THE UNRESOLVED

Prior to 9/11, the greatest single disaster of New York City’s history occurred on June 15, 1904, when the steamship General Slocum caught fire on the East River, killing over 1,000 passengers. Most were German women and children headed to the Sunday School picnic of St. Mark’s Lutheran Church. Welsh tells his story through the ghost of 15-year-old Mallory, whose first kiss—from a Jewish boy—may have precipitated the fire. Mallory’s ghost roams the Lower East Side, witnessing the attempts of the grossly negligent steamship company to avoid blame; the parents carrying tiny, home-made coffins to the graveyard; and the German merchants, hoping to scapegoat someone from outside their community. In this last, Welsh falls short, as the catastrophic emotions the survivors must have felt pale, in his version, against the idea that they might be able to blame a Jew. While the physical time and place are very well realized, the emotional landscape isn’t—Mallory’s ghostly presence contributes to an overall feeling of detachment. On the whole, however, a remarkable account of an incident about which many Americans know nothing at all. (Historical fiction. 14+)

Pub Date: Aug. 1, 2006

ISBN: 0-525-47731-4

Page Count: 192

Publisher: Dutton

Review Posted Online: May 20, 2010

Kirkus Reviews Issue: Aug. 1, 2006

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Perhaps a more genuinely enlightened protagonist would have made this debut more engaging

STALKING JACK THE RIPPER

Audrey Rose Wadsworth, 17, would rather perform autopsies in her uncle’s dark laboratory than find a suitable husband, as is the socially acceptable rite of passage for a young, white British lady in the late 1800s.

The story immediately brings Audrey into a fractious pairing with her uncle’s young assistant, Thomas Cresswell. The two engage in predictable rounds of “I’m smarter than you are” banter, while Audrey’s older brother, Nathaniel, taunts her for being a girl out of her place. Horrific murders of prostitutes whose identities point to associations with the Wadsworth estate prompt Audrey to start her own investigation, with Thomas as her sidekick. Audrey’s narration is both ponderous and polemical, as she sees her pursuit of her goals and this investigation as part of a crusade for women. She declares that the slain aren’t merely prostitutes but “daughters and wives and mothers,” but she’s also made it a point to deny any alignment with the profiled victims: “I am not going as a prostitute. I am simply blending in.” Audrey also expresses a narrow view of her desired gender role, asserting that “I was determined to be both pretty and fierce,” as if to say that physical beauty and liking “girly” things are integral to feminism. The graphic descriptions of mutilated women don’t do much to speed the pace.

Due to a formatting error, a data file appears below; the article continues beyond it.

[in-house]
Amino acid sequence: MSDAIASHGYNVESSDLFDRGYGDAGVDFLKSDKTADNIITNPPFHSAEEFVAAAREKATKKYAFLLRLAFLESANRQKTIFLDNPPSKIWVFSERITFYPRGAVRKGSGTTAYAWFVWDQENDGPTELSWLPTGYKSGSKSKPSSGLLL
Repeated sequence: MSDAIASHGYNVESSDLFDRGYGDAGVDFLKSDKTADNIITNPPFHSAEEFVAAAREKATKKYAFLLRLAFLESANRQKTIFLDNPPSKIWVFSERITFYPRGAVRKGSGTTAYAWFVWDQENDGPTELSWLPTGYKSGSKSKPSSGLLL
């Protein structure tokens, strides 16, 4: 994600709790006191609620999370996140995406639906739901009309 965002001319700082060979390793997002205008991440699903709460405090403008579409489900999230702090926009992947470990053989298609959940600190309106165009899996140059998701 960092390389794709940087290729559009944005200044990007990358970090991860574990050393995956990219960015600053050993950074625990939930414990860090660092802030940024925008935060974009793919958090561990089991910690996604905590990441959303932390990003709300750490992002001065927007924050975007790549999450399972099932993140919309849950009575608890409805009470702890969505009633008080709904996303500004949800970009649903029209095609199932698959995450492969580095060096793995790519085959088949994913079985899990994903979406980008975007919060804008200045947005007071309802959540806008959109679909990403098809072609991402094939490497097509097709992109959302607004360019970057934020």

Perhaps a more genuinely enlightened protagonist would have made this debut more engaging . (Historical thriller. 15-18)

Pub Date: Sept. 20, 2016

ISBN: 978-0-316-27349-7

Page Count: 336

Publisher: Jimmy Patterson/Little, Brown

Review Posted Online: June 1, 2016

Kirkus Reviews Issue: June 15, 2016

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A charming Jewish love story set against the bleak backdrop of the Spanish Inquisition.

THE POETRY OF SECRETS

In Trujillo, in the Spanish Kingdom of Castile in 1481, Isabel is a Crypto-Jew; she and her family maintain their Jewish faith in secret.

The Inquisition is gaining control, but 16-year-old Isabel, who has a passion for writing poetry, thinks that as New Christians her family is safe. The family converted to Christianity and were baptized in the hope of making their lives easier and more secure. However, like many other Jews in Spain at the time, they privately practice Judaism—attending church on Sundays but conducting Shabbat dinners every Friday night. They think their secret is safe, but the head Inquisitor, Fray Tomás Torquemada, is now targeting conversos for their private Judaizing. When Isabel is betrothed against her will to the powerful and ruthless alguacil, or sheriff, Don Sancho, Isabel’s parents believe that the upcoming marriage will save them from persecution. But when handsome aristocrat Diego warns Isabel that she is in grave danger from the Inquisition and especially from her husband-to-be, Isabel is determined to save her family, herself, and the man she loves—and live an openly Jewish life filled with poetry. This historical romance is a fast-paced, plot-driven tale with feminist main characters whom readers will root for from the very beginning.

A charming Jewish love story set against the bleak backdrop of the Spanish Inquisition. (author’s note, photos, research notes, poetry citations, further reading) (Historical fiction. 14-18)

Pub Date: Feb. 2, 2021

ISBN: 978-1-338-63418-1

Page Count: 416

Publisher: Scholastic

Review Posted Online: Nov. 26, 2020

Kirkus Reviews Issue: Dec. 15, 2020

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